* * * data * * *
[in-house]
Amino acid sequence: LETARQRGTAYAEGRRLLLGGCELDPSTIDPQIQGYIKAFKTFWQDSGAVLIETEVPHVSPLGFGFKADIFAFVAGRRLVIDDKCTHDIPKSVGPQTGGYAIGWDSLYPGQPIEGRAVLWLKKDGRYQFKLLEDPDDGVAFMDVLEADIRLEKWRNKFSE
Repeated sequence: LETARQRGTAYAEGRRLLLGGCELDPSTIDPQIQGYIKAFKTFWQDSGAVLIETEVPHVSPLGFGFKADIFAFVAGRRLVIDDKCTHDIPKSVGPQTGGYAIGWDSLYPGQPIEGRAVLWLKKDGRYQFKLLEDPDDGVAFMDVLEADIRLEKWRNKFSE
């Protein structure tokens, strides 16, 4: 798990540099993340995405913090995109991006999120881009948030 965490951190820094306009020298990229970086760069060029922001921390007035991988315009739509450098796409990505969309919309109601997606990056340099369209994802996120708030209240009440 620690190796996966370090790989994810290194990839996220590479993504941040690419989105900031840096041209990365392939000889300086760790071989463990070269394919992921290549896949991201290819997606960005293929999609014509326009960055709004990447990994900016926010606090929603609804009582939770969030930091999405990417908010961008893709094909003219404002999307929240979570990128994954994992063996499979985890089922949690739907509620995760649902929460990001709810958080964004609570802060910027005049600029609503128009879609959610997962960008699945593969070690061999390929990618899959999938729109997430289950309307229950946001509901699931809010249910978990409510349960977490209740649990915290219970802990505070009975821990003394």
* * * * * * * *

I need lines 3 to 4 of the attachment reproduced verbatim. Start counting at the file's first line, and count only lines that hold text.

Repeated sequence: LETARQRGTAYAEGRRLLLGGCELDPSTIDPQIQGYIKAFKTFWQDSGAVLIETEVPHVSPLGFGFKADIFAFVAGRRLVIDDKCTHDIPKSVGPQTGGYAIGWDSLYPGQPIEGRAVLWLKKDGRYQFKLLEDPDDGVAFMDVLEADIRLEKWRNKFSE
């Protein structure tokens, strides 16, 4: 798990540099993340995405913090995109991006999120881009948030 965490951190820094306009020298990229970086760069060029922001921390007035991988315009739509450098796409990505969309919309109601997606990056340099369209994802996120708030209240009440 620690190796996966370090790989994810290194990839996220590479993504941040690419989105900031840096041209990365392939000889300086760790071989463990070269394919992921290549896949991201290819997606960005293929999609014509326009960055709004990447990994900016926010606090929603609804009582939770969030930091999405990417908010961008893709094909003219404002999307929240979570990128994954994992063996499979985890089922949690739907509620995760649902929460990001709810958080964004609570802060910027005049600029609503128009879609959610997962960008699945593969070690061999390929990618899959999938729109997430289950309307229950946001509901699931809010249910978990409510349960977490209740649990915290219970802990505070009975821990003394």